Blog   |   Sri Lanka

Advice for colleagues on the digital front lines

If you're running a website that's come under attack, or is likely to, here is some advice on how to protect yourself.

First, a little background:

On Monday we filed an alert about the Sri Lankan government's blocking of at least five websites there. The move silenced just about all of the country's independent online voices. Two websites, Groundviews and its sister Sinhala site Vikalpa, have survived a few temporary takedowns, but for now they seem to be about the last two journalism sites posting independent analyses about Sri Lankan politics that are still up and running.

Sanjana Hattotuwa is one of the driving forces behind Groundviews and Vikalpa. In addition to overseeing the sites' editorial content, over the years he's made himself into something of a digital platform expert. In June he wrote "How to beat a web censor, but how censors could still shut down a site," which gives very practical, hard-won advice to anyone like him, trying to run a website in a hostile political environment. The piece gets technical, so I checked with Danny O'Brien, CPJ's Internet advocacy coordinator. He gave Hattotuwa's advice his stamp of approval--"Very accurate," O'Brien called it.

By the way, on Wednesday, the Center for Policy Alternatives (CPA), Sri Lanka's largest independent think tank, issued a statement expressing concern about Monday's shutdown, signed by 58 organizations and individuals. They were also worried by a press release issued by the Director General of the Department of Government Information on November 5, which requires, they say,  "all 'websites carrying any content relating to Sri Lanka or the people of Sri Lanka... uploaded from Sri Lanka or elsewhere' to 'register' for 'accreditation.'" We'll leave it to the government to figure out how to enforce such a sweeping regulation. By way of an explanation, Groundviews says CPA is its "institutional anchor."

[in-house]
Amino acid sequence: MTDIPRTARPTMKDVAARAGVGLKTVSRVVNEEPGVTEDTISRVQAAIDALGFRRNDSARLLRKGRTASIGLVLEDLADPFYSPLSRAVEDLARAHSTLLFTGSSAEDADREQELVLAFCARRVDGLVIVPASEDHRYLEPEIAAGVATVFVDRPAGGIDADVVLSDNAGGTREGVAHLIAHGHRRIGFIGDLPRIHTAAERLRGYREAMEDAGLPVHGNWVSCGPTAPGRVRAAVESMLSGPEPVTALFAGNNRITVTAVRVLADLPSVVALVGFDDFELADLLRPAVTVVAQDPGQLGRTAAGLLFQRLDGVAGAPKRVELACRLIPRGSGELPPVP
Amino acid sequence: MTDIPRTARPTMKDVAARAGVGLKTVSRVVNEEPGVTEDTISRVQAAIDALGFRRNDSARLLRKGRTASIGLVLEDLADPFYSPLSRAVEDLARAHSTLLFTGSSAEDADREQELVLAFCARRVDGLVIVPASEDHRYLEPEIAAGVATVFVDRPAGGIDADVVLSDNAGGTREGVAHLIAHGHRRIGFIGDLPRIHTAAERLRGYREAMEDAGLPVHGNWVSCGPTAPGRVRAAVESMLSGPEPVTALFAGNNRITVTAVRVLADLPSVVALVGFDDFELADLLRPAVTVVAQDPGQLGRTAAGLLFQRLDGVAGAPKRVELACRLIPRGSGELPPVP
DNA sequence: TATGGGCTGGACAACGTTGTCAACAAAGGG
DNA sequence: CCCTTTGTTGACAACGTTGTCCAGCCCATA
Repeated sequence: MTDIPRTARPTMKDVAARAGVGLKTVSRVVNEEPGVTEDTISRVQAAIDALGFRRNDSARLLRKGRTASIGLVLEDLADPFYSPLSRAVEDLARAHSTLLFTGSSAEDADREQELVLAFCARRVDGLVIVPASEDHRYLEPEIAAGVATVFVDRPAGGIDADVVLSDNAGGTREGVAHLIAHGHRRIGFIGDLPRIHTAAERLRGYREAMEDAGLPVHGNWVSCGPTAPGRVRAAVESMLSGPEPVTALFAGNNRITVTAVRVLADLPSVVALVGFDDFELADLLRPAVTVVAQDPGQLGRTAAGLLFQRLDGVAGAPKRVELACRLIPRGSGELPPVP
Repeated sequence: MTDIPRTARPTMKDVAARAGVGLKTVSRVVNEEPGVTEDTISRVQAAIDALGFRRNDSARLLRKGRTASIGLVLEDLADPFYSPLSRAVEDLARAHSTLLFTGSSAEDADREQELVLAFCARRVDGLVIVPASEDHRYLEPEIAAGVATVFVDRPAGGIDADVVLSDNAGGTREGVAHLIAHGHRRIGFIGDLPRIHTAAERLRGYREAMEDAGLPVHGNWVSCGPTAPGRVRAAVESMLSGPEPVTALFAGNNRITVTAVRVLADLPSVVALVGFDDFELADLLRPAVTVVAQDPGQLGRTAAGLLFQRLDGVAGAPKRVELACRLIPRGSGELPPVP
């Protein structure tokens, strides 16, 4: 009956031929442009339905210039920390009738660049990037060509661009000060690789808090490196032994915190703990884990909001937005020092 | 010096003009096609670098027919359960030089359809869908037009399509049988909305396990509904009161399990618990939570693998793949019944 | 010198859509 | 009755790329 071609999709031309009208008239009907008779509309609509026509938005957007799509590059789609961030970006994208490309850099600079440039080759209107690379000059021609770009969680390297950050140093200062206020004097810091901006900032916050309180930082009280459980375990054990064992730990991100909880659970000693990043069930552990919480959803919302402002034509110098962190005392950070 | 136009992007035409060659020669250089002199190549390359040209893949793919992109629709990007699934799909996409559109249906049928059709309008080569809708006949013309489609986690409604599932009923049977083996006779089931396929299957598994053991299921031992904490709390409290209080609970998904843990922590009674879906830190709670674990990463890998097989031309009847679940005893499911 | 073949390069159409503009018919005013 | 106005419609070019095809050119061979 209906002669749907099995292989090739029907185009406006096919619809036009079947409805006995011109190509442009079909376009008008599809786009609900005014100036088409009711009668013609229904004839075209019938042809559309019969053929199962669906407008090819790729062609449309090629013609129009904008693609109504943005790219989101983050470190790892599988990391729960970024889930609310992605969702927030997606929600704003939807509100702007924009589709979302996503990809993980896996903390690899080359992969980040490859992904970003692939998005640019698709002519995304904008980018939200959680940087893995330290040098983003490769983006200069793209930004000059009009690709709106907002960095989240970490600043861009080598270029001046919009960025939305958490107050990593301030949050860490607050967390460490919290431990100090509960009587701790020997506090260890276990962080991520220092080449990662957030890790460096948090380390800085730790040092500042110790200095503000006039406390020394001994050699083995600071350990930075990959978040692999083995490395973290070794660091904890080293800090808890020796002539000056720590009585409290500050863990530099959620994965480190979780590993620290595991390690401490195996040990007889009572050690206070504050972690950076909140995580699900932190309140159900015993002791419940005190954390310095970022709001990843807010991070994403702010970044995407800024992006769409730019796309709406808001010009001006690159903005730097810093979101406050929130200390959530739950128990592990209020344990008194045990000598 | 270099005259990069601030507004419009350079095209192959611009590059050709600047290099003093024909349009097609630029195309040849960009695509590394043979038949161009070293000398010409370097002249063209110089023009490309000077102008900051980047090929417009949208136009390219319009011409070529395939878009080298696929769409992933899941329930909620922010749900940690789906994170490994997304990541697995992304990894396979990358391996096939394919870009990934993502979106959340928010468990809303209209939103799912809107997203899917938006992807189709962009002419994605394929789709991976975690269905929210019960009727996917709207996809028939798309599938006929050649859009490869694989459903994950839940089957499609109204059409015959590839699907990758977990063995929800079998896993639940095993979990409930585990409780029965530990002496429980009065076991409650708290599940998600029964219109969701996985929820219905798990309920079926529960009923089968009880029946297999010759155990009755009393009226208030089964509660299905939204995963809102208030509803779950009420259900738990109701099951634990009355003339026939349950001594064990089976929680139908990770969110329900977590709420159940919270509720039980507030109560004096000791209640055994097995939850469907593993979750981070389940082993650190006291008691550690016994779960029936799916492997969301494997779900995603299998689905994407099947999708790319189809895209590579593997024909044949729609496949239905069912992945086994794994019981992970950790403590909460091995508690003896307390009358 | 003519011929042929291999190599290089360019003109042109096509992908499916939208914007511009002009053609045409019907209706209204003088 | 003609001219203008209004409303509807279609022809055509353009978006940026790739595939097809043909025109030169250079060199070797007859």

UPDATED: The spelling of Sanjana Hattotuwa's name has been corrected in the fourth paragraph.

Like this article? Support our work


The government's blocking of websites antagonising the government or more importantly the Rajapaksa Family is bordering on the insane.

Living in a global village the Information Department or the Media Minsitry have museum-piece heads who should have been retired or sent on refresher course in information technology.

Truth cannot be obfuscated by blocking websites. It only takes a proxy website to circumvent this foolhardy effort of the government.

There is a much more serious concern for the government in that it has to account for its performance in the last throes of the war where the entire media and humanitarian aid groups were banned access to the war zones.

Fortunately Channel4's Killing Fields docuemntary aired to the four corners of the world and it's follow-up which is being prepared by the anchor Jon Snow following Ofcom's verdict that Channel 4 videos were indeed authentic, the torture and rape of at least 300 asylum seekers claiming refugee status in the UK from medical examination and the group's presentation to the UN should set the record straight for SL govt's direct complicity in war crimes.

Media cannot be stifled by mere obstruction of websites. There are ways and means of letting the international community know of the government's atrocities.

Let us keep our fingers crossed that this government is brought before the international court of law and let the world know that it committed genocide against its own ethnic populace.

Pearl Thevanayagam

Pearl Thevanayagam November 11, 2011 8:34:51 PM ET

Yes, lets call for accountability on the part of the SL government but also lets insist on responsible journalism!

Chrissy Abeysekera November 18, 2011 9:52:44 AM ET